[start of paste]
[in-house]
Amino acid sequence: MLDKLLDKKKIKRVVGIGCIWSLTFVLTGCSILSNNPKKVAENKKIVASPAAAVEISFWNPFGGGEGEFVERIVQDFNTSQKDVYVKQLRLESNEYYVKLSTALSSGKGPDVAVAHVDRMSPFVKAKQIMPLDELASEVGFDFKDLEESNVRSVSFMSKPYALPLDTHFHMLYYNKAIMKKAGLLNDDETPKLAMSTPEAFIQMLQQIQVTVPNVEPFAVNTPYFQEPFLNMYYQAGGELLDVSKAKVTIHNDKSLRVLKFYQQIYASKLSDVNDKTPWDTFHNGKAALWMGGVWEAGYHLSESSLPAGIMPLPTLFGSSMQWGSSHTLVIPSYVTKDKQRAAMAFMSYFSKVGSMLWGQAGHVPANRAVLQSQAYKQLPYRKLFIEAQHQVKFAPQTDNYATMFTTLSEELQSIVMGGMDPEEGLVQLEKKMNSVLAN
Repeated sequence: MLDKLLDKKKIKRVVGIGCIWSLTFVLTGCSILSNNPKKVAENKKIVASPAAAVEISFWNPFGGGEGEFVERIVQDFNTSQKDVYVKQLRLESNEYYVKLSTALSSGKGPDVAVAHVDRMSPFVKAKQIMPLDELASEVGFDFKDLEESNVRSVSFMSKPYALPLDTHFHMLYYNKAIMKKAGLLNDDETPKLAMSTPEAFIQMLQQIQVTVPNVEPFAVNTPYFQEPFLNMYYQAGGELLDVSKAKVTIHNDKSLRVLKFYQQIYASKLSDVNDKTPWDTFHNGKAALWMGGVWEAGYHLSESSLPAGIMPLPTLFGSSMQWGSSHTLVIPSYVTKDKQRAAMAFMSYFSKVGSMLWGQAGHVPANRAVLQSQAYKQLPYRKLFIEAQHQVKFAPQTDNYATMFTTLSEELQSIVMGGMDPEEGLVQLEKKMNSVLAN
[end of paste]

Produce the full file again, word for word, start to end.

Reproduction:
[in-house]
Amino acid sequence: MLDKLLDKKKIKRVVGIGCIWSLTFVLTGCSILSNNPKKVAENKKIVASPAAAVEISFWNPFGGGEGEFVERIVQDFNTSQKDVYVKQLRLESNEYYVKLSTALSSGKGPDVAVAHVDRMSPFVKAKQIMPLDELASEVGFDFKDLEESNVRSVSFMSKPYALPLDTHFHMLYYNKAIMKKAGLLNDDETPKLAMSTPEAFIQMLQQIQVTVPNVEPFAVNTPYFQEPFLNMYYQAGGELLDVSKAKVTIHNDKSLRVLKFYQQIYASKLSDVNDKTPWDTFHNGKAALWMGGVWEAGYHLSESSLPAGIMPLPTLFGSSMQWGSSHTLVIPSYVTKDKQRAAMAFMSYFSKVGSMLWGQAGHVPANRAVLQSQAYKQLPYRKLFIEAQHQVKFAPQTDNYATMFTTLSEELQSIVMGGMDPEEGLVQLEKKMNSVLAN
Repeated sequence: MLDKLLDKKKIKRVVGIGCIWSLTFVLTGCSILSNNPKKVAENKKIVASPAAAVEISFWNPFGGGEGEFVERIVQDFNTSQKDVYVKQLRLESNEYYVKLSTALSSGKGPDVAVAHVDRMSPFVKAKQIMPLDELASEVGFDFKDLEESNVRSVSFMSKPYALPLDTHFHMLYYNKAIMKKAGLLNDDETPKLAMSTPEAFIQMLQQIQVTVPNVEPFAVNTPYFQEPFLNMYYQAGGELLDVSKAKVTIHNDKSLRVLKFYQQIYASKLSDVNDKTPWDTFHNGKAALWMGGVWEAGYHLSESSLPAGIMPLPTLFGSSMQWGSSHTLVIPSYVTKDKQRAAMAFMSYFSKVGSMLWGQAGHVPANRAVLQSQAYKQLPYRKLFIEAQHQVKFAPQTDNYATMFTTLSEELQSIVMGGMDPEEGLVQLEKKMNSVLAN